Texas Rangers: Madison Bumgarner

Of all things, weak bats doom Rangers

November, 2, 2010
videoARLINGTON, Texas – As crazy as it sounded for an American League underdog and first-time World Series entrant, the Texas Rangers crashed the Fall Classic as the favorite to win it all.

With bats blazing after a demolition of the New York Yankees, the light-hitting San Francisco Giants from that mediocre other league figured to be a walk in Golden Gate Park.

Sure, the Giants had Tim Lincecum and the National League's most dominant staff across the board, but so what? The Rangers had Cliff Lee and eccentric C.J. Wilson and steady Colby Lewis. If they could hold their own on the mound, the team that carried the majors' best batting average into the postseason and had cranked nearly twice as many postseason homers as anyone else would deliver the franchise its first-ever world championship.

And then something happened to the Rangers’ vaunted offense that poured 38 runs on the Bronx Bombers.

“Their pitching happened,” Rangers second baseman Ian Kinsler said of the Giants’ tremendous pitching in the World Series. “Obviously, we pride ourselves on beating anyone offensively, but in this series we couldn’t do it.”

The Giants, hitting .231 entering the World Series, did. Edgar Renteria's three-run homer off Cliff Lee in the seventh inning of a scoreless game stunned the sellout crowd at Rangers Ballpark and all but ended Texas' hopes of taking the series back to the Bay. San Francisco went on to a 3-1 victory Monday night, taking the World Series, 4-1.

Michael Young’s .250 batting average in the five-game seriers tells the story. Not because it represents anything in particular, but because it serves as an eye-popping divider. Mitch Moreland, the nine-hole hitter who hit a team-best .462, is the lone Ranger to finish north of Young’s average.

[+] EnlargeJosh Hamilton
AP Photo/David J. PhillipAfter winning the ALCS MVP, Josh Hamilton was held to a .100 batting average in the World Series.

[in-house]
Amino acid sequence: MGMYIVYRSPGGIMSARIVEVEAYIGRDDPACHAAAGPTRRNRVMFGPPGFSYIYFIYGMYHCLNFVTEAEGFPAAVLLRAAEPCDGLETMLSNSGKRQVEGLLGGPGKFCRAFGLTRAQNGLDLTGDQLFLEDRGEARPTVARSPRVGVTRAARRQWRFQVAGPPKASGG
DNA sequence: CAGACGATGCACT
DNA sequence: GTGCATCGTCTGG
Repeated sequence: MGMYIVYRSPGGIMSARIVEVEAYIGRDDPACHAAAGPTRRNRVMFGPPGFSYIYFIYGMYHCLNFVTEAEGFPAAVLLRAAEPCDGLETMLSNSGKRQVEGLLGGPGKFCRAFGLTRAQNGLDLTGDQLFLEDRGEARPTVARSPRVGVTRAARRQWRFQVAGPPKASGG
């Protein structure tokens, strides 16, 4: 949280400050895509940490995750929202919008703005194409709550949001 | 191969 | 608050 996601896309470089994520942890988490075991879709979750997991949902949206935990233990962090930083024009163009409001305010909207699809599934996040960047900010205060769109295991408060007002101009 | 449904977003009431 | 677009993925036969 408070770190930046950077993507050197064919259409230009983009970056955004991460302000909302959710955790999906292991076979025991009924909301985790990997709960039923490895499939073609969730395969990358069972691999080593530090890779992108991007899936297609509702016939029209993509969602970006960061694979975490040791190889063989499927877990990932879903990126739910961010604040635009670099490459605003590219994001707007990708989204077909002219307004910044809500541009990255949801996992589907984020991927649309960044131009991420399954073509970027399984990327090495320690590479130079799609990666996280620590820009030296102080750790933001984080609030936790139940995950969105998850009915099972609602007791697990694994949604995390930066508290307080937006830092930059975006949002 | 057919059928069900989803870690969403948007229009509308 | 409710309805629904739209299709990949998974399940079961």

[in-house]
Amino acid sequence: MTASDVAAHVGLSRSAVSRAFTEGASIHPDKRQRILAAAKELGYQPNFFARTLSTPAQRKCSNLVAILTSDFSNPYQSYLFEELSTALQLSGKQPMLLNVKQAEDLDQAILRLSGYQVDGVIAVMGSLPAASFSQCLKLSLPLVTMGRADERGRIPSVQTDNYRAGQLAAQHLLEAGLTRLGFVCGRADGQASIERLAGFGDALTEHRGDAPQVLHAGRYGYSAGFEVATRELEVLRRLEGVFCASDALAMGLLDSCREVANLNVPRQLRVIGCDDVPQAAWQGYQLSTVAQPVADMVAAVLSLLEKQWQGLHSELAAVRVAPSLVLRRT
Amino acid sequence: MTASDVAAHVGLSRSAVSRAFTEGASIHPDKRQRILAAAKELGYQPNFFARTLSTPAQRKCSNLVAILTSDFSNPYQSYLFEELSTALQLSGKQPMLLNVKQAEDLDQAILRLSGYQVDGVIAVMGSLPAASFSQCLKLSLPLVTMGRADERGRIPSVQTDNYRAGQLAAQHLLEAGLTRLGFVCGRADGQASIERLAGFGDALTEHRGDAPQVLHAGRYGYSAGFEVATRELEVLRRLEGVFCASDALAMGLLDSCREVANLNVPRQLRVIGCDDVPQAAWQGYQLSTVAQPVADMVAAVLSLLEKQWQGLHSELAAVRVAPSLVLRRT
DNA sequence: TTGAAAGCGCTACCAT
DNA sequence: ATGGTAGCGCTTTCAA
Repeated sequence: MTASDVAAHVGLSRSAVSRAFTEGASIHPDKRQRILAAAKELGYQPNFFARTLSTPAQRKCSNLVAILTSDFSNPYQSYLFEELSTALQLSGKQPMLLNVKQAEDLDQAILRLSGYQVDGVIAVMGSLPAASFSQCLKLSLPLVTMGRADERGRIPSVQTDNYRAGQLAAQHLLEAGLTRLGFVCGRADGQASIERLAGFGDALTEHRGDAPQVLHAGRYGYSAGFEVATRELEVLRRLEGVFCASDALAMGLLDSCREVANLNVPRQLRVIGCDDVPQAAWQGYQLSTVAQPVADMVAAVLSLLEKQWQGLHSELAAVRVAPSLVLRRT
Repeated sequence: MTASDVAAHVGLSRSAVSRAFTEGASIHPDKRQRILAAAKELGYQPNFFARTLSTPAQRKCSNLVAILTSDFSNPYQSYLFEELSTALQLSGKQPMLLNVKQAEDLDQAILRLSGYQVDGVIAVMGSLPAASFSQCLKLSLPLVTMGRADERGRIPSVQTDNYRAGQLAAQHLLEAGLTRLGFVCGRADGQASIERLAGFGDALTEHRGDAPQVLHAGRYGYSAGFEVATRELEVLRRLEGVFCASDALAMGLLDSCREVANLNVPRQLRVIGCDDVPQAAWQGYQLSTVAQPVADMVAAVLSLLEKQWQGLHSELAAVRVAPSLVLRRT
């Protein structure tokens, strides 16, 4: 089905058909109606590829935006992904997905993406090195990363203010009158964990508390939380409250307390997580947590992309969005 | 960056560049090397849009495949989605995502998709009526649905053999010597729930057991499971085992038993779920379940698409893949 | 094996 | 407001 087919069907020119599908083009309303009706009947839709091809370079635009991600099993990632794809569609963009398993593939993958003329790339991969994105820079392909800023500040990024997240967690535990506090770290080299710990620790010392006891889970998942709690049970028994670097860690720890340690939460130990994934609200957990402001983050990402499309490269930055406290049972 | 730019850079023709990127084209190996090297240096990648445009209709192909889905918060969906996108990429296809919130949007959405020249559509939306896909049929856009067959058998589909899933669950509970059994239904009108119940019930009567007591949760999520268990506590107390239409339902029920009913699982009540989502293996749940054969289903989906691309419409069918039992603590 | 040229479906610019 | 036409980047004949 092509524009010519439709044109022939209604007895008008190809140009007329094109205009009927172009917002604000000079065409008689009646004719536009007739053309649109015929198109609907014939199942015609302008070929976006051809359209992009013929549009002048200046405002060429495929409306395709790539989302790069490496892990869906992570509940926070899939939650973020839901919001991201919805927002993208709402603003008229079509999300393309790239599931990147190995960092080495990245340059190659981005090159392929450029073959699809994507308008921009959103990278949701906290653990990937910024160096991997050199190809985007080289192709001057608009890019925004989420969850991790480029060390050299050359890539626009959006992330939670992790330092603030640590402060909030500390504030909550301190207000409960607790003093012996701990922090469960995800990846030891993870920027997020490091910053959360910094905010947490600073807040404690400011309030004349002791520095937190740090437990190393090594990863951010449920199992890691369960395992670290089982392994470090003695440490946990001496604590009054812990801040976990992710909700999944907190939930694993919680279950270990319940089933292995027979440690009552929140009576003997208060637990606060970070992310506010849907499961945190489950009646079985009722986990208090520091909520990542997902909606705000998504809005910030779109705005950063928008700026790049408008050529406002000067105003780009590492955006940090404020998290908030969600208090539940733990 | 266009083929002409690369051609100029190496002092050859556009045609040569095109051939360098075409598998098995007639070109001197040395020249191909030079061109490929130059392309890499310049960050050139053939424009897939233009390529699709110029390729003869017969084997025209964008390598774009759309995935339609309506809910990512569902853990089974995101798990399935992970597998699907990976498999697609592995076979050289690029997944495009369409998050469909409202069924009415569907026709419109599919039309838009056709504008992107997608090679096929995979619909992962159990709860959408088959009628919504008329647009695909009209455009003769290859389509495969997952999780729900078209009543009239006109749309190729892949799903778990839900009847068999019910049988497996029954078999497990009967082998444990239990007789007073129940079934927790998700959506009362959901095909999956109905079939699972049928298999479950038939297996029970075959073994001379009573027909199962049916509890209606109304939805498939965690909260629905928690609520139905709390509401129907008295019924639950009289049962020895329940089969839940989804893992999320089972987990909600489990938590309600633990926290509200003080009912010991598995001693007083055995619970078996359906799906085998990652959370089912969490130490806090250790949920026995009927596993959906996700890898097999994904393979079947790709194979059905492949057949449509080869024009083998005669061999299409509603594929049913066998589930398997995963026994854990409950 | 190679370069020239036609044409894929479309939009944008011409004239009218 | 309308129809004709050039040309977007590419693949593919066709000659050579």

Everybody else finished well south. In fact, only Nelson Cruz hit .200, and he hit exactly that. Just get a glimpse of these averages: Elvis Andrus, .176; Vladimir Guerrero, .071; Josh Hamilton, .100; Kinsler, .188; Bengie Molina, .182; David Murphy, .143. It all adds up to .190 as a team, the third-lowest batting average in World Series history. In Games 4 and 5, the Rangers scratched out just three hits in each.

"I caught those guys. I know what they're capable doing. I just thought we could hit them," said Rangers catcher Bengie Molina, a San Francisco Giant the past 3 1/2 years until traded to Texas on July1. "I just thought that this group is a great group of guys that can hit and I thought they could hit them. But, like they say, pitching beats hitting, right?"

Consider this: Those light-hitting Giants matched the Rangers' 29 hits in the series with 29 runs.

“It’s tough you know?” Cruz said. “They got great pitching and when you got pitching the offense shuts down. It’s simple.”

Simple, yet still utterly confounding. The Rangers blew an opportunity in Game 1 to open a four- or five-run lead on Lincecum, but settled for a 2-0 lead after two innings. Lee couldn’t hold it and by the time the fifth inning was over, the Giants led, 8-2.

In Games 2 through 5, the Rangers’ offense managed five runs. They were shut out twice, once by Matt Cain, which is not a terrible crime since he finished the postseason without allowing a run. But insult came against 21-year-old lefty Madison Bumgarner and his poised Game 4 shutout.

Cruz’s solo home run in the seventh inning of Monday’s finale ended an 18-inning scoreless skid that went all the way back to the sixth inning of Game 3.

“We feel that we can hit anybody at any time,” Hamilton said. “Their pitchers threw well, I’ll give them credit, even though I don’t like to. They threw well, but we just weren’t swinging the bats well. But they beat us, fair and square.”

Hamilton had come off a poor ALDS to win the ALCS MVP a monster performance that led the Yankees to intentionally walk him three times in the Game 6 clincher. Later this month, he could very likely take home the AL MVP. But, in the World Series, he vanished, save for a solo shot in the Game 3 victory.

In Game 5, he didn’t get the ball out of the infield. Hamilton, who hit .359 in the regular season, tapped one to first in the first. After Young reached to lead off the fourth, Hamilton struck out swinging. He ended a 1-2-3 sixth inning with a dribbler to second and started the 1-2-3 silent ninth looking at Brian Wilson’s 95 mph fastball.

“I felt great. It would be different if I felt terrible, felt lost, didn’t know what I was doing up there. I felt good,” Hamilton said. “That’s just the way baseball works. Sometimes you feel good and you just don’t get hits. You hate for it to happen in the World Series, but it did. I’m not going to be disappointed or be upset about it because I didn’t have bad at-bats.”

Guerrero, the cleanup hitter who a week ago was voted the AL Comeback Player of the Year by his peers, produced almost nothing during the playoffs. Manager Ron Washington stuck by his prized free-agent pickup and refused to move him out of the four-hole in favor of Cruz, who swung perhaps the hottest bat of the playoffs, up until the World Series.